Open up the schoolhouse doors
I want to address this open letter to the members of the Lynchburg School Board.
I attended last Tuesday’s board meeting and listened closely to all that was said regarding whether or not to allow restored citizens to serve as volunteers in our schools. Apparently, this question has been under consideration for years now, and each time the question comes up, the board has decided to keep its current policy of not allowing restored citizens to volunteer. I wonder whether you have ever considered this from the standpoint of what, to me, is the main issue: to forgive or not to forgive?
I don’t know any of you personally, but since we live in the Bible Belt, my guess is that most of you are probably Christians. I’d like to remind you of the man who once asked Jesus how many times he should forgive his neighbor. He asked if seven times was enough. Jesus’ reply was “No, not seven, but 70 times seven.” It seems that you are not willing to forgive these restored citizens, who have already paid their debt to society for their wrongs, even once.
As Christians, I imagine that you say the Lord’s Prayer at least weekly. Let me ask you whether you really mean it when you ask God to forgive you your trespasses the same way you forgive those who have trespassed against you, for example, these restored citizens. Would it be OK with you if God showed you the same degree of mercy and forgiveness that you are showing them? More pointedly, Matthew 6:14-15 tells us that “if you forgive men their trespasses, your heavenly Father also will forgive you; but if you do not forgive men their trespasses, neither will your heavenly Father forgive your trespasses.” John 20:23 says, “If you forgive the sins of any, they are forgiven; if you retain the sins of any, they are retained.”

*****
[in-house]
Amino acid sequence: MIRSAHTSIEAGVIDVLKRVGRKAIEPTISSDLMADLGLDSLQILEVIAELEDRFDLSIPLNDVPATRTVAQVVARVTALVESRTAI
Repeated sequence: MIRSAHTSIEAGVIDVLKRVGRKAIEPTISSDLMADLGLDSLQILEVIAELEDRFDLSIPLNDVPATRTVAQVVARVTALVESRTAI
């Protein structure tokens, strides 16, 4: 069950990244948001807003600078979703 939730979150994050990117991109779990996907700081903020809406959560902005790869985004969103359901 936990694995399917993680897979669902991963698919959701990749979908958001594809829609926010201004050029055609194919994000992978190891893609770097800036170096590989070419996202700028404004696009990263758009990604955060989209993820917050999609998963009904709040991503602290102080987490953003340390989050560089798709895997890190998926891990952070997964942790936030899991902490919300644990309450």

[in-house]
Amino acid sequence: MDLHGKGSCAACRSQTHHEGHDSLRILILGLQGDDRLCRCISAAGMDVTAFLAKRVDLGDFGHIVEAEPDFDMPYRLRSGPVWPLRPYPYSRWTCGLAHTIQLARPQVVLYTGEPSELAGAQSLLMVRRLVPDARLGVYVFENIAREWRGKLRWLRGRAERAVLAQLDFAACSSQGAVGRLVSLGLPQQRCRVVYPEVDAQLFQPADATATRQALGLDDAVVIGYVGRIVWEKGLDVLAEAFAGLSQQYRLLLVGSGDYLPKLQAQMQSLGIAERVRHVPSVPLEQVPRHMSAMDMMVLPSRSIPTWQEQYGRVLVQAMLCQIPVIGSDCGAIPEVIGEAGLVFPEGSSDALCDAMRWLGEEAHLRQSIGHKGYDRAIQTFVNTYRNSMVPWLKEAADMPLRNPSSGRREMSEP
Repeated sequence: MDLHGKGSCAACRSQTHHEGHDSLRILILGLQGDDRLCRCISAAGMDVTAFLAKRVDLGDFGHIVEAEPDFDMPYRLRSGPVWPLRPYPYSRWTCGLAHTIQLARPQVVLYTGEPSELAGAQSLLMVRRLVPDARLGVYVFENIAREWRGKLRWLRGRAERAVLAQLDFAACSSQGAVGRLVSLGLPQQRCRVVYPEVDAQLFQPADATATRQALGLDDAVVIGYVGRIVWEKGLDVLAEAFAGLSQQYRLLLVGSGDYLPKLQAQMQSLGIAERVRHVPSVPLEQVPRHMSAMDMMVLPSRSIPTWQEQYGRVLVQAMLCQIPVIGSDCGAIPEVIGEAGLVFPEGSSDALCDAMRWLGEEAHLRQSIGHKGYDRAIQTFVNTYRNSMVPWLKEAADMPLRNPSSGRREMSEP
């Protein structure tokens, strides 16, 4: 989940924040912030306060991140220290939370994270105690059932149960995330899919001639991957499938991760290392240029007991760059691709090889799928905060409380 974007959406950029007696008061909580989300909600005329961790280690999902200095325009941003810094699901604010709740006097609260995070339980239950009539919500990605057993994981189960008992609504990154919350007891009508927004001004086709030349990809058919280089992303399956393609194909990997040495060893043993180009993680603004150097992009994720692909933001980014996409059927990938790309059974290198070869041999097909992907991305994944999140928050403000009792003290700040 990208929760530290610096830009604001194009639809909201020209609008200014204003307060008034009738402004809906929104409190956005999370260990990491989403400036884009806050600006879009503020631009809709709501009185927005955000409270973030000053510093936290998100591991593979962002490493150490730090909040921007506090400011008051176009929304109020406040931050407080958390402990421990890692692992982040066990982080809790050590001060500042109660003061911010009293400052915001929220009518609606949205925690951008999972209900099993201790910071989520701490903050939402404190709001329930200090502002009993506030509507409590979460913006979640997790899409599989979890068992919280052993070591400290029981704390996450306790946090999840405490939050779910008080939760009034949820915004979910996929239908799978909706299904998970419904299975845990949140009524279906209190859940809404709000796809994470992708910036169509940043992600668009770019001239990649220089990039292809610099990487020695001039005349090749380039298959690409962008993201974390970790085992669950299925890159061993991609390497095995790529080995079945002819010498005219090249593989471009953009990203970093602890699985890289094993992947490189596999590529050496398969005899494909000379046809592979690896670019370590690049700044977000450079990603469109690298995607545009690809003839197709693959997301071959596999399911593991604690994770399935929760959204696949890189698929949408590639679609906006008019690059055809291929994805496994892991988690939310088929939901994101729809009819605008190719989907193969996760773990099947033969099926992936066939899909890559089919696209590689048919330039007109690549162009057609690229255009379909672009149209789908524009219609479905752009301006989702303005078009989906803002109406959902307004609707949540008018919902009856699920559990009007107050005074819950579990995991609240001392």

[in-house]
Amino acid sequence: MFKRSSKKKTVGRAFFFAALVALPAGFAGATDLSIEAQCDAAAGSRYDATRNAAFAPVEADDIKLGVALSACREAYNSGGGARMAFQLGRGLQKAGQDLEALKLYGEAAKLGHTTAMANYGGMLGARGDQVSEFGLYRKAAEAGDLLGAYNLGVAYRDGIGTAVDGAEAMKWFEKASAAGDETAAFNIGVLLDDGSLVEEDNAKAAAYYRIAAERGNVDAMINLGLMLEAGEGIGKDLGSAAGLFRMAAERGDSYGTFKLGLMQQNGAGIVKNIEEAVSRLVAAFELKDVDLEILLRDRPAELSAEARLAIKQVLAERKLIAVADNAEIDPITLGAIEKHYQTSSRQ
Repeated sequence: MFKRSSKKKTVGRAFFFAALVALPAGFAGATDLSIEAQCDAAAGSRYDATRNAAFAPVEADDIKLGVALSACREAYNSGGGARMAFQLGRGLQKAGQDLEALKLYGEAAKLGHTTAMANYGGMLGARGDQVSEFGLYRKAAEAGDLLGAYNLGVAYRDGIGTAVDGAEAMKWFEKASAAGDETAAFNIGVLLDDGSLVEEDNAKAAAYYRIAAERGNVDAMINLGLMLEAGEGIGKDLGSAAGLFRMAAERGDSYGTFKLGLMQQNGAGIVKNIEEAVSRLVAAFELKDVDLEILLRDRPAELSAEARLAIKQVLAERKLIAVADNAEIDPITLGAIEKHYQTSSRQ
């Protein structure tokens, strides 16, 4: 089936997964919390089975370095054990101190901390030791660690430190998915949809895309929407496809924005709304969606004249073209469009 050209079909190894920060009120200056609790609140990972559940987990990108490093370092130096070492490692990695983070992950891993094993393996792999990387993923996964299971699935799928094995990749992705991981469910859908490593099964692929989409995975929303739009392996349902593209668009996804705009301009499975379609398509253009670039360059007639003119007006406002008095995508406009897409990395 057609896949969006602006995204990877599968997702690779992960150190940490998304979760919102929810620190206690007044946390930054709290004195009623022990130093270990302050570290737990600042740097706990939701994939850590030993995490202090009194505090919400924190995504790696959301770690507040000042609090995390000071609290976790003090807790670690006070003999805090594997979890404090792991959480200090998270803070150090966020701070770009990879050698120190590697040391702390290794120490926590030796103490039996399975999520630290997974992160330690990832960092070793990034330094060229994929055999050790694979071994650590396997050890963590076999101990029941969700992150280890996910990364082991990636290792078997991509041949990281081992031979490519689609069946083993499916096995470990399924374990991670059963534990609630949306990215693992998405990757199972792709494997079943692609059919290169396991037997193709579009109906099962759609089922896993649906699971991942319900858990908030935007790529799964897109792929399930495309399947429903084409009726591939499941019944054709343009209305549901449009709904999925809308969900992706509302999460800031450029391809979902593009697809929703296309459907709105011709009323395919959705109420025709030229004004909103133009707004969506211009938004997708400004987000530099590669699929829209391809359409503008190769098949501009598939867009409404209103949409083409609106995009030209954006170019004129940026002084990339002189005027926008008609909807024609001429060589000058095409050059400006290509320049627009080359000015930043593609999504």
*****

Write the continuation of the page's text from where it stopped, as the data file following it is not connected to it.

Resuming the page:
Who among you is willing to be responsible for keeping anyone from knowing the marvelous forgiveness of God when they have already repented and are now changed into the kind of people who want to help our school children get all, and the best, that out education system has to offer them. More and varied volunteers means more educational opportunities.
My prayer is your committee will recommend allowing restored citizens to serve as volunteers, and that the full board will ratify that recommendation.
JENNIFER J. RIDDEL
Cleaning up Virginia’s waters
Last week, Virginia released its final version of the Clean Water Blueprint, technically called the Phase III Watershed Implementation Plan. Virginia’s plan is on track to achieve its 2025 goals, provided it accelerates efforts to reduce pollution from agricultural sources and growing urban and suburban areas, while continuing progress in the wastewater sector.
Clean water is a basic part of life. In addition to drinking water, I enjoy hiking along the Rockfish River; fishing, kayaking and swimming in Sherando Lake; and crewing a batteau on the James River.
The Gov. Ralph Northam’s administration just released the final version of its plan to clean up local waters and the Chesapeake Bay. I want to thank the governor and all who have worked on this critical project.
It calls on everyone to do his part to stop pollution from entering our waterways — from homeowners to farmers to cities to wastewater treatment plants. This strong but fair plan is just what I was hoping to see. But now comes the hard part — putting it into practice. Farmers and others are willing to do their part but there must be funding for any mandates.
That’s why Northam and our state legislators must support the funding and policies needed to make healthier waterways in Virginia a reality. Countless Virginians like me who depend on clean water will be grateful.